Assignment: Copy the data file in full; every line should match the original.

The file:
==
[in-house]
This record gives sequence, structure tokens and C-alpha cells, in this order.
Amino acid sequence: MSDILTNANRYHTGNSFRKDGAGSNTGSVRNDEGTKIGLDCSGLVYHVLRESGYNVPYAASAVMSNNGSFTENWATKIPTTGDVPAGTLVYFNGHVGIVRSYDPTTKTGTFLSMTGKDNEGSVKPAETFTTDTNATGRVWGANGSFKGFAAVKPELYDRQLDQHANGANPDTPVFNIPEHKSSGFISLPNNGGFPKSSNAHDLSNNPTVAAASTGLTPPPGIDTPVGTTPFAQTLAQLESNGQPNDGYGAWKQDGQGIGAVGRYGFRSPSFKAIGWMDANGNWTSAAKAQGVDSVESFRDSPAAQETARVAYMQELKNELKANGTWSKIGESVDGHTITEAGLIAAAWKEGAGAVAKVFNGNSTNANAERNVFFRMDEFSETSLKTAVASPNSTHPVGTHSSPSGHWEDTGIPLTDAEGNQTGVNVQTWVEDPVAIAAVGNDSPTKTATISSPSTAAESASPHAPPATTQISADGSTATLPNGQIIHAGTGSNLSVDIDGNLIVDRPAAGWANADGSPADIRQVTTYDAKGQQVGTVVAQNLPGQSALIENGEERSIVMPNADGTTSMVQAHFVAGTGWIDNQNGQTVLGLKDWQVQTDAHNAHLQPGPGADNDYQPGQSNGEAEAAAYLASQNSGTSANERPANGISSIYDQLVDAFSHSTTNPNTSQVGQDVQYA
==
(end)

[in-house]
This record gives sequence, structure tokens and C-alpha cells, in this order.
Amino acid sequence: MSDILTNANRYHTGNSFRKDGAGSNTGSVRNDEGTKIGLDCSGLVYHVLRESGYNVPYAASAVMSNNGSFTENWATKIPTTGDVPAGTLVYFNGHVGIVRSYDPTTKTGTFLSMTGKDNEGSVKPAETFTTDTNATGRVWGANGSFKGFAAVKPELYDRQLDQHANGANPDTPVFNIPEHKSSGFISLPNNGGFPKSSNAHDLSNNPTVAAASTGLTPPPGIDTPVGTTPFAQTLAQLESNGQPNDGYGAWKQDGQGIGAVGRYGFRSPSFKAIGWMDANGNWTSAAKAQGVDSVESFRDSPAAQETARVAYMQELKNELKANGTWSKIGESVDGHTITEAGLIAAAWKEGAGAVAKVFNGNSTNANAERNVFFRMDEFSETSLKTAVASPNSTHPVGTHSSPSGHWEDTGIPLTDAEGNQTGVNVQTWVEDPVAIAAVGNDSPTKTATISSPSTAAESASPHAPPATTQISADGSTATLPNGQIIHAGTGSNLSVDIDGNLIVDRPAAGWANADGSPADIRQVTTYDAKGQQVGTVVAQNLPGQSALIENGEERSIVMPNADGTTSMVQAHFVAGTGWIDNQNGQTVLGLKDWQVQTDAHNAHLQPGPGADNDYQPGQSNGEAEAAAYLASQNSGTSANERPANGISSIYDQLVDAFSHSTTNPNTSQVGQDVQYA